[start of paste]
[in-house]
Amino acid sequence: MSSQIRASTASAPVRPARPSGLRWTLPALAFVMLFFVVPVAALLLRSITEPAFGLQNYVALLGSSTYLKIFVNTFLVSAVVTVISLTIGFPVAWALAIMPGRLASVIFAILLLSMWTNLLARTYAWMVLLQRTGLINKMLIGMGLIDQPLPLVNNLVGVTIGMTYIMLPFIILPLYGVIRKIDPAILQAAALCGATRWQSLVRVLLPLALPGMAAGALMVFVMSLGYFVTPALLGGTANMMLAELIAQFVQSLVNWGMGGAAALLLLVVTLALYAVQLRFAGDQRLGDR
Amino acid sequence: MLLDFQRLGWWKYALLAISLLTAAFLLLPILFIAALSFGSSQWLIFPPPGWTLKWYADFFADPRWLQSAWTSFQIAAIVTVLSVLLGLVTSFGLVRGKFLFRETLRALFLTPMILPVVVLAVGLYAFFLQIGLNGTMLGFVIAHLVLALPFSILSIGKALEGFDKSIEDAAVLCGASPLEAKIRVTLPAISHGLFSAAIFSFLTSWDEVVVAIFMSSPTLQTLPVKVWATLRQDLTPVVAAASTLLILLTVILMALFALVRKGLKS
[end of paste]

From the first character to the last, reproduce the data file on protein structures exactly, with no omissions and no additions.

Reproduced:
[in-house]
Amino acid sequence: MSSQIRASTASAPVRPARPSGLRWTLPALAFVMLFFVVPVAALLLRSITEPAFGLQNYVALLGSSTYLKIFVNTFLVSAVVTVISLTIGFPVAWALAIMPGRLASVIFAILLLSMWTNLLARTYAWMVLLQRTGLINKMLIGMGLIDQPLPLVNNLVGVTIGMTYIMLPFIILPLYGVIRKIDPAILQAAALCGATRWQSLVRVLLPLALPGMAAGALMVFVMSLGYFVTPALLGGTANMMLAELIAQFVQSLVNWGMGGAAALLLLVVTLALYAVQLRFAGDQRLGDR
Amino acid sequence: MLLDFQRLGWWKYALLAISLLTAAFLLLPILFIAALSFGSSQWLIFPPPGWTLKWYADFFADPRWLQSAWTSFQIAAIVTVLSVLLGLVTSFGLVRGKFLFRETLRALFLTPMILPVVVLAVGLYAFFLQIGLNGTMLGFVIAHLVLALPFSILSIGKALEGFDKSIEDAAVLCGASPLEAKIRVTLPAISHGLFSAAIFSFLTSWDEVVVAIFMSSPTLQTLPVKVWATLRQDLTPVVAAASTLLILLTVILMALFALVRKGLKS